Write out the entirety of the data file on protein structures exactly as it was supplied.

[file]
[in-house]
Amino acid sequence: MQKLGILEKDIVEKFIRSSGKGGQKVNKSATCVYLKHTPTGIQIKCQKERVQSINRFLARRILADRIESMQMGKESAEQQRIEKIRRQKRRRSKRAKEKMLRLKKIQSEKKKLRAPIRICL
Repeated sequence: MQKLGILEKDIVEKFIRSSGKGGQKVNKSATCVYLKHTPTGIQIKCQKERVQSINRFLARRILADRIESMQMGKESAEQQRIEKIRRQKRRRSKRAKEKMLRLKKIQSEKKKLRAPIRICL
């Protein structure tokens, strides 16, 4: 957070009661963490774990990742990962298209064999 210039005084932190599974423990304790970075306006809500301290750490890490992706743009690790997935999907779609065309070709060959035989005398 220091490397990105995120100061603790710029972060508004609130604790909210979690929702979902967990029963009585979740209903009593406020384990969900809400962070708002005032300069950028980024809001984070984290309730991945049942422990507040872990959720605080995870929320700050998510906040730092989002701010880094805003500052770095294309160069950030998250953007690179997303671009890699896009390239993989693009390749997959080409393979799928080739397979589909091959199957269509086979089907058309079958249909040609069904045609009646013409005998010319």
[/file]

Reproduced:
[in-house]
Amino acid sequence: MQKLGILEKDIVEKFIRSSGKGGQKVNKSATCVYLKHTPTGIQIKCQKERVQSINRFLARRILADRIESMQMGKESAEQQRIEKIRRQKRRRSKRAKEKMLRLKKIQSEKKKLRAPIRICL
Repeated sequence: MQKLGILEKDIVEKFIRSSGKGGQKVNKSATCVYLKHTPTGIQIKCQKERVQSINRFLARRILADRIESMQMGKESAEQQRIEKIRRQKRRRSKRAKEKMLRLKKIQSEKKKLRAPIRICL
């Protein structure tokens, strides 16, 4: 957070009661963490774990990742990962298209064999 210039005084932190599974423990304790970075306006809500301290750490890490992706743009690790997935999907779609065309070709060959035989005398 220091490397990105995120100061603790710029972060508004609130604790909210979690929702979902967990029963009585979740209903009593406020384990969900809400962070708002005032300069950028980024809001984070984290309730991945049942422990507040872990959720605080995870929320700050998510906040730092989002701010880094805003500052770095294309160069950030998250953007690179997303671009890699896009390239993989693009390749997959080409393979799928080739397979589909091959199957269509086979089907058309079958249909040609069904045609009646013409005998010319």